Argentina’s fickle fortunes have turned sour once again

Christine Lagarde last visited Buenos Aires in March. The head of the IMF came to town to meet finance ministers from the world’s 20 leading nations, a group that Argentina heads this year.

The weather was still summery, the mood breezy. Ms Lagarde openly praised President Mauricio Macri: “the first two years of his reforms have been amazing”. She even took the opportunity to catch a show with her husband at the famous Rojo Tango club. After the cabaret finished, she asked to “reserve a table in July . . . when I will return”.

Two months later, rising global interest rates have spun Argentina around. A run on the peso forced Mr Macri to dispatch officials to Washington this week to seek an emergency multibillion-dollar loan instead. It was a sombre reversal for the 59-year-old former businessman. Mr Macri had come to power in 2015 promising to make Argentina a “normal country”. Yet now he is fighting a financial crisis. Such abnormality is sadly normal in Argentina. As the old joke goes, the world has four kinds of economies: developed, developing, Japan’s and Argentina’s.

The country is, in many ways, a special case. A hundred years ago, at about the same time that the Titanic hit the iceberg, Argentina was among the 10 richest countries in the world. Today it ranks 87th. In all, it has defaulted on its debt eight times, suffered hyperinflation twice, and gone through 20 IMF-supported economic programmes in 60 years. The most brutal of these ended in 2001, triggering a $100bn default and crushing devaluation. The spectacular collapse left one in five Argentines unemployed, and with an understandable allergy to anything associated with the IMF. It also led to 12 years of populist rule. All this has made Mr Macri’s subsequent quest for “normality” harder still.

I vividly recall a trip to Buenos Aires in early 2016, shortly after Mr Macri took office. At government meetings, I was struck by officials’ sharp focus and transparency — a stark contrast to similar meetings during the previous administration of Cristina Fernández (if her officials deigned to show up at all).

Many of his deputies told me that when they began their jobs they had found a disorder that verged on sabotage: servers had been ripped out and files destroyed. Vice-president Gabriela Michetti even said she burst into tears when she realised the waste and theft that had previously flourished. Shortly after my visit, a former public works secretary was found hiding black plastic bags stuffed with $9m in cash inside a convent.

Ms Fernández was part of the leftist “pink tide” that swept to power in South America at the start of this century. Her predecessor and husband, the late Néstor Kirchner, broke with the IMF in 2006. A political bruiser, Kirchner even sported a plaster on his head at his inauguration. Yet he balanced the books and it was only after his wife took over that the economy truly went off the rails. Ms Fernández cast herself as a latter day Evita Perón, a patron of the poor, but left the presidency with a considerable personal fortune.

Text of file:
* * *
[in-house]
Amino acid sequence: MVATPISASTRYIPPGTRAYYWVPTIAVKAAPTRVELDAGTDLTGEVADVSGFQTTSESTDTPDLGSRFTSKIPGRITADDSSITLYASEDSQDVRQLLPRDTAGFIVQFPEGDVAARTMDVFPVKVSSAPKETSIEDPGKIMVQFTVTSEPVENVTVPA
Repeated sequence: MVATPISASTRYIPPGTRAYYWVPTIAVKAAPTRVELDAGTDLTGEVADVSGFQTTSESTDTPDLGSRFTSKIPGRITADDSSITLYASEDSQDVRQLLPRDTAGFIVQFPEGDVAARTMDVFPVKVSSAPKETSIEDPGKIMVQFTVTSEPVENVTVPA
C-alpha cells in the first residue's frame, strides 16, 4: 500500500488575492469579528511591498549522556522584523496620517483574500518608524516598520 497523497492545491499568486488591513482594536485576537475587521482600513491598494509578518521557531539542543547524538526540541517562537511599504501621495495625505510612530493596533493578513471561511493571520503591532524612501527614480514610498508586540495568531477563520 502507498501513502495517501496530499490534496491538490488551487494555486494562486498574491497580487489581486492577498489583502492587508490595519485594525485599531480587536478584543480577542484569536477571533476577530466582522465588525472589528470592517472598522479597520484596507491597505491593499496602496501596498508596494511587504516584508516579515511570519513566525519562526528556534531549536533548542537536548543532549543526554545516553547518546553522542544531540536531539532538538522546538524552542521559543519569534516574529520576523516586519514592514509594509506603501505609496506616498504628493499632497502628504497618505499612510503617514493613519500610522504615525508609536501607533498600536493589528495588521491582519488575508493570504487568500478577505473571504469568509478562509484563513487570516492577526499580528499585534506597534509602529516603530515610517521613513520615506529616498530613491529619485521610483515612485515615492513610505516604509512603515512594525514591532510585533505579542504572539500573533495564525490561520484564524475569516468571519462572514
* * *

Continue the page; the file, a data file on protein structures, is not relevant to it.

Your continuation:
Other South American countries now face similar populist legacies. Indeed, the IMF may have a busy few years in the region. Hyperinflationary Venezuela is certainly the worst case. But Brazil is only just emerging from its deepest-recorded recession. And Ecuador, mortgaged to China, is fast running out of funds.

Cleaning up the mess left by unfulfillable populist promises is hard. It takes ambitious, market-friendly and socially sensitive reforms of the kind that Ms Lagarde praised in Argentina. Mr Macri has liberalised the exchange rate, slashed blanket subsidies and put in place a tough structural reform package. But contrary to his image as heartless businessman, he has also boosted pensions and increased targeted cash transfers for the poor. With the IMF now involved, it is an open question if those will be cut back.

Still, Argentina is very different to what it was in 2001, as is the IMF. Back then, Anne Krueger was the fund’s first deputy, and her “big idea” was a bankruptcy court for financially failed nations. Ms Lagarde seems more interested in issues like equality and equity: the IMF even criticised itself recently for being too “neoliberal”. Still, the IMF usually requires austerity. Given Argentine history, that will damage Mr Macri’s domestic popularity, and thus the sustainability of his programme.

All of which begs the question: if Mr Macri’s reforms really are so fabulous, what went wrong? The simple answer is that he wanted to avoid the brusque shock treatments of the past. Such “gradualism” required ample foreign financing. For a while, ultra-low global interest rates made that easy: Argentina sold more than $100bn of bonds in just two years.

As US homeowners and emerging markets worldwide are now discovering, those days of easy money are coming to an end. A central flaw of Mr Macri’s plan to make Argentina “normal” was that it rested on borrowing rates that were not normal at all.

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Argentina’s fickle fortunes have turned sour once again

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